I may not know a lot, but one thing is certain to me: there are very few who go through life without a care in the world, never feeling anything less than A1.
In fact there may be times when every day can seem the exact opposite, when it feels as though the weight of the world is pressing down on you and you alone. When it’s been like this for me, I know how impossible it can be to keep a sense of perspective. I know how impossible it can be to maintain any degree of logic that might enable me to make sense of my situation. I also know that the tendency at such times can be to shut myself away.
Even if you can’t pull the real curtains tight, you can certainly do so with the metaphorical drapes, aiming to avoid engaging with others, and often making a pretty good job of it.
A theme that I’ve often returned to is the value at such times of being part of something bigger, but this can feel a complete oxymoron. How the heck are you supposed to connect to some higher purpose (which seems to imply being around others) when all you really want to do is sink into the sofa?
Maybe it’s at times like this that it can help to think about things that move you. If they do so – even if they make you feel wistful – it’s probably because they’re making powerful connections to your memories or beliefs.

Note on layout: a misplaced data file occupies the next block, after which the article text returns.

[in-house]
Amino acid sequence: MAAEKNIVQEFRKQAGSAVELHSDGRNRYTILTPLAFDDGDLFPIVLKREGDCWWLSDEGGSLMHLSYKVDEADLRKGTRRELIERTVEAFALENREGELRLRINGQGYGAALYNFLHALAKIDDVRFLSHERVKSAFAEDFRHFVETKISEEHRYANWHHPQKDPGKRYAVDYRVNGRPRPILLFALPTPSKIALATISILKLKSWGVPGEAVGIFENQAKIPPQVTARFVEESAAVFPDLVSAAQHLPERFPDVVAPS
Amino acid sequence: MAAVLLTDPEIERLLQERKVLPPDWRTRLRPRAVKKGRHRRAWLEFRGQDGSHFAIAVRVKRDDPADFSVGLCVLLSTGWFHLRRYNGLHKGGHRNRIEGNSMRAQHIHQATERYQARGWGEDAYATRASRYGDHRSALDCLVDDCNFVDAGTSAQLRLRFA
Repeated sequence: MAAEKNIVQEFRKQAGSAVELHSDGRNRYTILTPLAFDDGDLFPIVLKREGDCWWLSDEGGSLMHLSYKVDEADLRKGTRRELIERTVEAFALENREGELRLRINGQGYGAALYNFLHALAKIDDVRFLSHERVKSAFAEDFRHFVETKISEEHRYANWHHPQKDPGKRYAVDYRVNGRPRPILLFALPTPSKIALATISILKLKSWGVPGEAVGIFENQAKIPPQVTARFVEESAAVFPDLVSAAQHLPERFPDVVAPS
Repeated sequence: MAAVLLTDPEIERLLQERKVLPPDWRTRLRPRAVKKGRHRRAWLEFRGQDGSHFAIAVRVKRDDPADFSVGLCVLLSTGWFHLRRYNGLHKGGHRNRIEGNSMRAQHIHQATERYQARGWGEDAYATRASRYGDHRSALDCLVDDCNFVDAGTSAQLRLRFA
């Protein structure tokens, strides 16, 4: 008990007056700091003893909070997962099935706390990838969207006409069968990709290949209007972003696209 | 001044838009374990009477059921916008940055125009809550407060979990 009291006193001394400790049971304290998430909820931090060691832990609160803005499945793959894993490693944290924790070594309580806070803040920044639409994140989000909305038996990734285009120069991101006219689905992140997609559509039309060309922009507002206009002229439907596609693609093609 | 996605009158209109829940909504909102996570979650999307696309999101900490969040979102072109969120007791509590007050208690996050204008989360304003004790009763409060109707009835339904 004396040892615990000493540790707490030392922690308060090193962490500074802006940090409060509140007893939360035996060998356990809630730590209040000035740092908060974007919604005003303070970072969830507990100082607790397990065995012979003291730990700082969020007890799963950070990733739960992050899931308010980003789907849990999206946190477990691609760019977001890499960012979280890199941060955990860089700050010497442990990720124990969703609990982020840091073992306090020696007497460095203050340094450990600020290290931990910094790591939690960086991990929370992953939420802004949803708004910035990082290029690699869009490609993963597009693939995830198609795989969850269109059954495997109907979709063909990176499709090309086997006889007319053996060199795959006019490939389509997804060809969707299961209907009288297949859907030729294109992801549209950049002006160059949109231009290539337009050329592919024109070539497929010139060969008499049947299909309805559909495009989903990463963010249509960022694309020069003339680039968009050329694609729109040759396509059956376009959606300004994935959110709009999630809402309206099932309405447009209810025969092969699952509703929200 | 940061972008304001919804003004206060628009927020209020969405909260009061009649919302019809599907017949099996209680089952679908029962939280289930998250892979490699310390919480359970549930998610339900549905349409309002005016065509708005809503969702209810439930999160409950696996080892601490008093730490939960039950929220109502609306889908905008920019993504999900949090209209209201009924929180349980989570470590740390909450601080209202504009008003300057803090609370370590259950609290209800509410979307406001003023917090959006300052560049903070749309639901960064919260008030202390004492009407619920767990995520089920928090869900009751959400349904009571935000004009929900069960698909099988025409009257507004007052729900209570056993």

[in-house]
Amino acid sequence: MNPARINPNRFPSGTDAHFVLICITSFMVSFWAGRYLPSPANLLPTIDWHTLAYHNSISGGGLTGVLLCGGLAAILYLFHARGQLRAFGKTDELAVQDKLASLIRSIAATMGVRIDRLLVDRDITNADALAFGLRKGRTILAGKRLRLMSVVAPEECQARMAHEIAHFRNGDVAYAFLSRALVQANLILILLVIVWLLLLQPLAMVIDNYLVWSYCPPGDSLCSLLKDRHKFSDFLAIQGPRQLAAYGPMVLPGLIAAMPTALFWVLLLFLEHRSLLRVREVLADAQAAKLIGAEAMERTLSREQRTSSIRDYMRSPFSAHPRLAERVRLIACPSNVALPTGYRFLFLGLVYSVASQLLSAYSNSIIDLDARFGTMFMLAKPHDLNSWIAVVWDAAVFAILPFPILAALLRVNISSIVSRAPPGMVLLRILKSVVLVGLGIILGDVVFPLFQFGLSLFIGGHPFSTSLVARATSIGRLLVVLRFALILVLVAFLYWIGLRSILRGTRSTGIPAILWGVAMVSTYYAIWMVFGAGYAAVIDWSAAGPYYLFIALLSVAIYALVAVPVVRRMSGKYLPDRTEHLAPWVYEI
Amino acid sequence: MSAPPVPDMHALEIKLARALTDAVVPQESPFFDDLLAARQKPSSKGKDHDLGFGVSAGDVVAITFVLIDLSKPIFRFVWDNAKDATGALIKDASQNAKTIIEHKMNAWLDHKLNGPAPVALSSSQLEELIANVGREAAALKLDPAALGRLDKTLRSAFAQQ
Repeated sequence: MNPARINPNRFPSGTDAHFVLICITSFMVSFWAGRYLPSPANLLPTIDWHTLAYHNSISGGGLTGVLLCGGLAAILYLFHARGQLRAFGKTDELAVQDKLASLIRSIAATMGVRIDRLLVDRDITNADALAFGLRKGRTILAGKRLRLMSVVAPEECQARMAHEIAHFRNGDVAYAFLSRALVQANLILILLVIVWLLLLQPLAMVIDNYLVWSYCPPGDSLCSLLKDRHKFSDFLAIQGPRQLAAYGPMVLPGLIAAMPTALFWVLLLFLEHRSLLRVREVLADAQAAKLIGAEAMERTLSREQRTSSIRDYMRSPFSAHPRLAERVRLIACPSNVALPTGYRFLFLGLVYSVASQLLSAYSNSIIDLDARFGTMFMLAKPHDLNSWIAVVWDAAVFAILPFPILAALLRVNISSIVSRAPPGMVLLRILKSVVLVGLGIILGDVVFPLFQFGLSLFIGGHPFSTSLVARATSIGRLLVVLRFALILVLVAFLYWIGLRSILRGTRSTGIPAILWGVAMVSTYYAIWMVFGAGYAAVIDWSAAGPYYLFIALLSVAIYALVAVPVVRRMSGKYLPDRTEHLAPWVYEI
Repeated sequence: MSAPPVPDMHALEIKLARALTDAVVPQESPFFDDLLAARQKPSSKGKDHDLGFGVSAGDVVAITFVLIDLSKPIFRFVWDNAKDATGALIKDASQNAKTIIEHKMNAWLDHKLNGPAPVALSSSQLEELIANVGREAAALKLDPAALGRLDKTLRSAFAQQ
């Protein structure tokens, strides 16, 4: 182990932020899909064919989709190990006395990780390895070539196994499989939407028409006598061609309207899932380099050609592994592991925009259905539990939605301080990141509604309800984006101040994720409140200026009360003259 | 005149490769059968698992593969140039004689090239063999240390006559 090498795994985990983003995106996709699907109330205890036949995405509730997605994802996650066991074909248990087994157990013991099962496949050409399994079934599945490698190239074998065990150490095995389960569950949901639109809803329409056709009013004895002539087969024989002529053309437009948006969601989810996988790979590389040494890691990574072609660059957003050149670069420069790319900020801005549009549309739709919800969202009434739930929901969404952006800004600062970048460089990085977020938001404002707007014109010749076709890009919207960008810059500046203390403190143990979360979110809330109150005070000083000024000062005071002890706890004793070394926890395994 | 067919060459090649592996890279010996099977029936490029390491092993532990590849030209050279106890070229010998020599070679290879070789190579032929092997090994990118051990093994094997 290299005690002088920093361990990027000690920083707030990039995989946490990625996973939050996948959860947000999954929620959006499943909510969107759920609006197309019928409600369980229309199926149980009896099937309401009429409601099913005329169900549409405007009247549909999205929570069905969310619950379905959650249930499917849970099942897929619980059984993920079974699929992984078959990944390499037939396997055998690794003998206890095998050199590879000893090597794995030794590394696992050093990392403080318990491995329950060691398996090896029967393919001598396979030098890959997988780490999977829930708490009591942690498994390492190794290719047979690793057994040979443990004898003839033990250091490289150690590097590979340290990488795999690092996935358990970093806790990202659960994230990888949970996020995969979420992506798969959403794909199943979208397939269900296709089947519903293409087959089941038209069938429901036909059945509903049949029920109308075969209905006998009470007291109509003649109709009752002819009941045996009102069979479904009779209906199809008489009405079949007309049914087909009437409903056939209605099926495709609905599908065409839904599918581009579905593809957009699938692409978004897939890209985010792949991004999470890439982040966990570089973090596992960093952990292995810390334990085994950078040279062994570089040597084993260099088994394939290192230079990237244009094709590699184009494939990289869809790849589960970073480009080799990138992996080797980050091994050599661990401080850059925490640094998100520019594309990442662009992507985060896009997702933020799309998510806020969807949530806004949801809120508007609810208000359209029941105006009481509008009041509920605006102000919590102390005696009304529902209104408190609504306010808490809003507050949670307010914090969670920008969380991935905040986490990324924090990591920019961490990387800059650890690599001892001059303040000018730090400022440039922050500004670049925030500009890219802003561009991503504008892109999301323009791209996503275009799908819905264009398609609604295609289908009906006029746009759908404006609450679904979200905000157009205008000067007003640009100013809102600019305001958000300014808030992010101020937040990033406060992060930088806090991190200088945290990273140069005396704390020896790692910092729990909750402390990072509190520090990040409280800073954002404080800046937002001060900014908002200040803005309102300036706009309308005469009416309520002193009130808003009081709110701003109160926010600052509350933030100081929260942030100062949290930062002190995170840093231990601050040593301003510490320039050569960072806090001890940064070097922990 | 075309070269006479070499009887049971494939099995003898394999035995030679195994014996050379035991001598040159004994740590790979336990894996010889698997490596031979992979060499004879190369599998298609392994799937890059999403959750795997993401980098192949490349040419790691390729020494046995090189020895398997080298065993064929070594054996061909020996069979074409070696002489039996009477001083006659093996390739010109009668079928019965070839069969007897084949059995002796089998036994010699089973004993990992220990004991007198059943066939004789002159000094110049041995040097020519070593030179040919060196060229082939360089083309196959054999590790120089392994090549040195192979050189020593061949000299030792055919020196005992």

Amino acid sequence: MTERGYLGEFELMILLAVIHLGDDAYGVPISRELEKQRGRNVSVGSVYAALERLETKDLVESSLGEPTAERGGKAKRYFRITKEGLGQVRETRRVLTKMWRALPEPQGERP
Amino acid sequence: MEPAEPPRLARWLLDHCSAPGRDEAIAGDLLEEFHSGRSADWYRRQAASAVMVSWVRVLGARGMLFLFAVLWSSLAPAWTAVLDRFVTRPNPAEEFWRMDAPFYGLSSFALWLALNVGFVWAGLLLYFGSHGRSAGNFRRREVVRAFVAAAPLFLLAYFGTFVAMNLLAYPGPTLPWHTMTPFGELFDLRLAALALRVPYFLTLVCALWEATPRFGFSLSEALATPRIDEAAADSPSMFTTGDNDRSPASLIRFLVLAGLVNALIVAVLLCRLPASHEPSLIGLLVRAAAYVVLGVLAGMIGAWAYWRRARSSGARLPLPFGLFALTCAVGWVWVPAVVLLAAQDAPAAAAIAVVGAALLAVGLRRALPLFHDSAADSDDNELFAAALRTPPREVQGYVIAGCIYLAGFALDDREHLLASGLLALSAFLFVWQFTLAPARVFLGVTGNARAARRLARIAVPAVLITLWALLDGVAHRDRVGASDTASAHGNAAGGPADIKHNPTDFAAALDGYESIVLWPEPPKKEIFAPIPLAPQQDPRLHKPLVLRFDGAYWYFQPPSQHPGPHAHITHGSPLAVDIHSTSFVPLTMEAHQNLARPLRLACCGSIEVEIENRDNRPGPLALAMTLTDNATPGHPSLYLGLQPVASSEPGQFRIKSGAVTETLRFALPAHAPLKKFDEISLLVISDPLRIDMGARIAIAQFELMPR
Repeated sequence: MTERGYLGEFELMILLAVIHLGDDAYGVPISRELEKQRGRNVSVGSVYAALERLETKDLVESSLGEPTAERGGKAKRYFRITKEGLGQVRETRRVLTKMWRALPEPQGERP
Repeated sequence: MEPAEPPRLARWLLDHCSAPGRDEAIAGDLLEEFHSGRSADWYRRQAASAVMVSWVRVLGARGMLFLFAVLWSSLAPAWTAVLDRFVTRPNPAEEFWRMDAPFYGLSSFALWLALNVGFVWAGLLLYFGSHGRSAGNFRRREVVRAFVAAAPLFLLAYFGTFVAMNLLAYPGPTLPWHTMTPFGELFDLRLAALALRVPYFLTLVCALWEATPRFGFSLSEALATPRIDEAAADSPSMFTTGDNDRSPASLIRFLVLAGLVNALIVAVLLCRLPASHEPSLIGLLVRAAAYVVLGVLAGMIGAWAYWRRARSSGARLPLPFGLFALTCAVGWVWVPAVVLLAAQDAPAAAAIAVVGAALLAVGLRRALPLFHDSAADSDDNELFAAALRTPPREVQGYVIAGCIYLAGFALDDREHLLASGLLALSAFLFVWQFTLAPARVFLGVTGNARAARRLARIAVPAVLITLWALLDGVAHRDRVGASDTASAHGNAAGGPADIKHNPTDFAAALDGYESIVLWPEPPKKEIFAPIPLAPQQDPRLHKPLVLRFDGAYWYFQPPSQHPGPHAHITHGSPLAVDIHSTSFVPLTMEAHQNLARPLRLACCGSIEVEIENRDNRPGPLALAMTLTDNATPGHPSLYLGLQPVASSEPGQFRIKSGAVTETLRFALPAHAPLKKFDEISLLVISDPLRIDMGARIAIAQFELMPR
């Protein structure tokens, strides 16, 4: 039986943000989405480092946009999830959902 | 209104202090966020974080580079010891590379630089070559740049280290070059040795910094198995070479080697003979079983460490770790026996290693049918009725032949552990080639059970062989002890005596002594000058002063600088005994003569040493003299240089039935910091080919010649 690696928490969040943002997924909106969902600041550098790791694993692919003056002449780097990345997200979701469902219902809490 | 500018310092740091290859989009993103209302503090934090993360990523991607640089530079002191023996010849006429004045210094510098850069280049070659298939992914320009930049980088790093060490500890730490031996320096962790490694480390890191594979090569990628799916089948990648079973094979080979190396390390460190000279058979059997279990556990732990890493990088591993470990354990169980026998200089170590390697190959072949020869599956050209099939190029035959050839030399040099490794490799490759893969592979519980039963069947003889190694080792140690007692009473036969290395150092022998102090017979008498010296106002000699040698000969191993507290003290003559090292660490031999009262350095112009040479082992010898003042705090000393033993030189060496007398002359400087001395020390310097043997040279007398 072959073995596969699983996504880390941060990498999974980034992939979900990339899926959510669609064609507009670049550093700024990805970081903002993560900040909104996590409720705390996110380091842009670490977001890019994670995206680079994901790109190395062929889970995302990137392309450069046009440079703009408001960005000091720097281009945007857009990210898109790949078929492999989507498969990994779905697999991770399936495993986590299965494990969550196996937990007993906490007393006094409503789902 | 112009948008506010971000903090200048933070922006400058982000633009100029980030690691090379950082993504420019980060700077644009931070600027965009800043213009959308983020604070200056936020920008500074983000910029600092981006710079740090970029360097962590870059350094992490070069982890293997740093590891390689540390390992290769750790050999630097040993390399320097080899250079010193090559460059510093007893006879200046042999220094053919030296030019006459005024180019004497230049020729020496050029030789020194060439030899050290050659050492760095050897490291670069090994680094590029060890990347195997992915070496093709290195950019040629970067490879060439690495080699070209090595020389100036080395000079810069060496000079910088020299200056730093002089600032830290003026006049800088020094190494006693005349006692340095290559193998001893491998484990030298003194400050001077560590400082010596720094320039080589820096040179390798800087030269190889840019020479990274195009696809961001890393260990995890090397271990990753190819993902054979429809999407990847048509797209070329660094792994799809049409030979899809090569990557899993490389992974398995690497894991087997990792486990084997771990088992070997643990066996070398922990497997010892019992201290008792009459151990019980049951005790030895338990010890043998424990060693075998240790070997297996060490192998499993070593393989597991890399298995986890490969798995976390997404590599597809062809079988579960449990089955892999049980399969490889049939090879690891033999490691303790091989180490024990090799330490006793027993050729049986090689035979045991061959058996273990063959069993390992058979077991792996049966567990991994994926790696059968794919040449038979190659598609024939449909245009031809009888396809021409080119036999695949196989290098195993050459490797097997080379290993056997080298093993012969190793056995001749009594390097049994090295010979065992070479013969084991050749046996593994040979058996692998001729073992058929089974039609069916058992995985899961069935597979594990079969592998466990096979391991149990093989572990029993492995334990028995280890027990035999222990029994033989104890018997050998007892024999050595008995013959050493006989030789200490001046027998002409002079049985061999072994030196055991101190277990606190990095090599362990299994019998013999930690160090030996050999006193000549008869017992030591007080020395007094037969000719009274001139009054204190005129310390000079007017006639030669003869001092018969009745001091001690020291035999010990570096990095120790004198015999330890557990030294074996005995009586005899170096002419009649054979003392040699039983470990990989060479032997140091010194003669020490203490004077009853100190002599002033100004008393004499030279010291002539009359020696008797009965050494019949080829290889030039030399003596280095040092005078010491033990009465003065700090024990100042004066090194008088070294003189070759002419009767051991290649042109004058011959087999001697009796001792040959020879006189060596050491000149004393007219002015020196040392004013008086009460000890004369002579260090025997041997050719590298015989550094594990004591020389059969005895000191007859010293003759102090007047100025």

Let me give you an example. There are certain pieces of music which make me sad: simply playing them brings tears to my eyes. However, although it may seem counter-productive, I find they’re at their most moving and helpful when I’m feeling at a low ebb.
Sometimes, getting sad when you’re already low can seem to help rather than hinder. Perhaps this is because it causes you to reflect on people, places or times that have been important to you, and this in turn becomes a powerful reminder of what, to you, is the meaning of life.
For me, it’s music. For you it may be a movie, or a book, or a poem. The important thing to remember, however, is that experiencing something evocative can sometimes help when all might seem otherwise lost.